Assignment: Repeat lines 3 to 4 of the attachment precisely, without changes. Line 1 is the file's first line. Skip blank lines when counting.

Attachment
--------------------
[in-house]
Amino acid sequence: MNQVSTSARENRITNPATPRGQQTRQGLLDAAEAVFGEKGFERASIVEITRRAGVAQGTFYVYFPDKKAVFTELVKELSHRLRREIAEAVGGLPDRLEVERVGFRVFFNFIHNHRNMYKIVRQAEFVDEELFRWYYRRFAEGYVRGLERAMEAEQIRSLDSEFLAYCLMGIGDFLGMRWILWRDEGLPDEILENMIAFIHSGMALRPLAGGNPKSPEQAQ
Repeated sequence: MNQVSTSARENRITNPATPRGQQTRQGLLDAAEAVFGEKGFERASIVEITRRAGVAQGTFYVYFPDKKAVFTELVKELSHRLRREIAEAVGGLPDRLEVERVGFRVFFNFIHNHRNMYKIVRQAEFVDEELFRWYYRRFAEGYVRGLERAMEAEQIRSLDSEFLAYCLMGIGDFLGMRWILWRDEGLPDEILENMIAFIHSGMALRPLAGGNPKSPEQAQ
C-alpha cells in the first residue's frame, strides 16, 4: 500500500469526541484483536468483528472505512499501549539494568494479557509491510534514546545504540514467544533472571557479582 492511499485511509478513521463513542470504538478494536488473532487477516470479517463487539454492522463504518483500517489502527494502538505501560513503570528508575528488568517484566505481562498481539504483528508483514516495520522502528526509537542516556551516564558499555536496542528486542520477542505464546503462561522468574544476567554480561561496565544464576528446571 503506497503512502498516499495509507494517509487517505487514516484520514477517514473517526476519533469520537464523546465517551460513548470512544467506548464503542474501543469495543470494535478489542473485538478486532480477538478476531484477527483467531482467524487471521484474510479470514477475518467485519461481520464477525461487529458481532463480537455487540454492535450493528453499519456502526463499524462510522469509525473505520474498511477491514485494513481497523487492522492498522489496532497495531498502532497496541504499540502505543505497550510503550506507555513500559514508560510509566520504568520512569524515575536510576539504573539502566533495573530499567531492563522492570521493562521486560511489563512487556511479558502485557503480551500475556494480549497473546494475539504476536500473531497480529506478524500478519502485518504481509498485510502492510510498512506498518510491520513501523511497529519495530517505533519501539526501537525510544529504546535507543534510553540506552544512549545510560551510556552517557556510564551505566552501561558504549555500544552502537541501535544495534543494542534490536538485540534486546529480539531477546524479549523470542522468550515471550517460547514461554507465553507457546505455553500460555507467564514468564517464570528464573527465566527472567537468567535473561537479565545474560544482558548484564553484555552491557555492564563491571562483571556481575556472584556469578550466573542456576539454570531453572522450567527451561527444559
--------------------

Repeated sequence: MNQVSTSARENRITNPATPRGQQTRQGLLDAAEAVFGEKGFERASIVEITRRAGVAQGTFYVYFPDKKAVFTELVKELSHRLRREIAEAVGGLPDRLEVERVGFRVFFNFIHNHRNMYKIVRQAEFVDEELFRWYYRRFAEGYVRGLERAMEAEQIRSLDSEFLAYCLMGIGDFLGMRWILWRDEGLPDEILENMIAFIHSGMALRPLAGGNPKSPEQAQ
C-alpha cells in the first residue's frame, strides 16, 4: 500500500469526541484483536468483528472505512499501549539494568494479557509491510534514546545504540514467544533472571557479582 492511499485511509478513521463513542470504538478494536488473532487477516470479517463487539454492522463504518483500517489502527494502538505501560513503570528508575528488568517484566505481562498481539504483528508483514516495520522502528526509537542516556551516564558499555536496542528486542520477542505464546503462561522468574544476567554480561561496565544464576528446571 503506497503512502498516499495509507494517509487517505487514516484520514477517514473517526476519533469520537464523546465517551460513548470512544467506548464503542474501543469495543470494535478489542473485538478486532480477538478476531484477527483467531482467524487471521484474510479470514477475518467485519461481520464477525461487529458481532463480537455487540454492535450493528453499519456502526463499524462510522469509525473505520474498511477491514485494513481497523487492522492498522489496532497495531498502532497496541504499540502505543505497550510503550506507555513500559514508560510509566520504568520512569524515575536510576539504573539502566533495573530499567531492563522492570521493562521486560511489563512487556511479558502485557503480551500475556494480549497473546494475539504476536500473531497480529506478524500478519502485518504481509498485510502492510510498512506498518510491520513501523511497529519495530517505533519501539526501537525510544529504546535507543534510553540506552544512549545510560551510556552517557556510564551505566552501561558504549555500544552502537541501535544495534543494542534490536538485540534486546529480539531477546524479549523470542522468550515471550517460547514461554507465553507457546505455553500460555507467564514468564517464570528464573527465566527472567537468567535473561537479565545474560544482558548484564553484555552491557555492564563491571562483571556481575556472584556469578550466573542456576539454570531453572522450567527451561527444559